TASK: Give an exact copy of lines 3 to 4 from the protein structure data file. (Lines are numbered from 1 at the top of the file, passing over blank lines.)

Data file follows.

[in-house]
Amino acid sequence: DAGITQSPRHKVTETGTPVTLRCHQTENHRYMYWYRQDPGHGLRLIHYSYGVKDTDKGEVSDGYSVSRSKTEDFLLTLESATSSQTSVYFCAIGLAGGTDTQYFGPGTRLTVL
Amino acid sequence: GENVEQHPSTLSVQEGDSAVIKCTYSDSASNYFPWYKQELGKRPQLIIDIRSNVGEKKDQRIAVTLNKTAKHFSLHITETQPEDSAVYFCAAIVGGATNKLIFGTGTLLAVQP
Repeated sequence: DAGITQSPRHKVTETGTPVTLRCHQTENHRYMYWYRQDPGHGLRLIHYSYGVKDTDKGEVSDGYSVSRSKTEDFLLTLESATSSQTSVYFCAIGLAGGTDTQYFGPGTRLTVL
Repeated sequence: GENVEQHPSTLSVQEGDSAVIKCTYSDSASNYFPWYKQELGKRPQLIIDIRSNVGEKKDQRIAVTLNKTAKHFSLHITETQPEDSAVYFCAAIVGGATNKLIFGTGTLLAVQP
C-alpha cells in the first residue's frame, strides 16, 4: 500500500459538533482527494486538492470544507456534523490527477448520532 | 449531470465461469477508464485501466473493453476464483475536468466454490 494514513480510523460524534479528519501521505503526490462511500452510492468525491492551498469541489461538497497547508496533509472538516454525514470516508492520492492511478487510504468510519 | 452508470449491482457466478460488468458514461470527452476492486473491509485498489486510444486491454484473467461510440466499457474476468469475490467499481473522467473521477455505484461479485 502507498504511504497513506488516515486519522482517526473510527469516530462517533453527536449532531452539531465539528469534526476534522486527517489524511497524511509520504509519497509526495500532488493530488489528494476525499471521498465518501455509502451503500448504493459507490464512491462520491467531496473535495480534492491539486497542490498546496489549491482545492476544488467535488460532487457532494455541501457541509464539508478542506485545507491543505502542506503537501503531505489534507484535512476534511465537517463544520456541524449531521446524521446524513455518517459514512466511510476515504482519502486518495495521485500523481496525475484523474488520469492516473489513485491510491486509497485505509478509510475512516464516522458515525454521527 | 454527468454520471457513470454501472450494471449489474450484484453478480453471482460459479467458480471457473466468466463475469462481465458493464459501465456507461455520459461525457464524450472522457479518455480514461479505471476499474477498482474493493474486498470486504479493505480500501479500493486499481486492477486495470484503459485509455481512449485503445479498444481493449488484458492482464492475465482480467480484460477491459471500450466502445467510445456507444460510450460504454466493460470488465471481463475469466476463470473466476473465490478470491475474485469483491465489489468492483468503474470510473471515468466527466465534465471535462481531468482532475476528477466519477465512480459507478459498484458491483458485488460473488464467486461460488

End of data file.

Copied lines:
Amino acid sequence: GENVEQHPSTLSVQEGDSAVIKCTYSDSASNYFPWYKQELGKRPQLIIDIRSNVGEKKDQRIAVTLNKTAKHFSLHITETQPEDSAVYFCAAIVGGATNKLIFGTGTLLAVQP
Repeated sequence: DAGITQSPRHKVTETGTPVTLRCHQTENHRYMYWYRQDPGHGLRLIHYSYGVKDTDKGEVSDGYSVSRSKTEDFLLTLESATSSQTSVYFCAIGLAGGTDTQYFGPGTRLTVL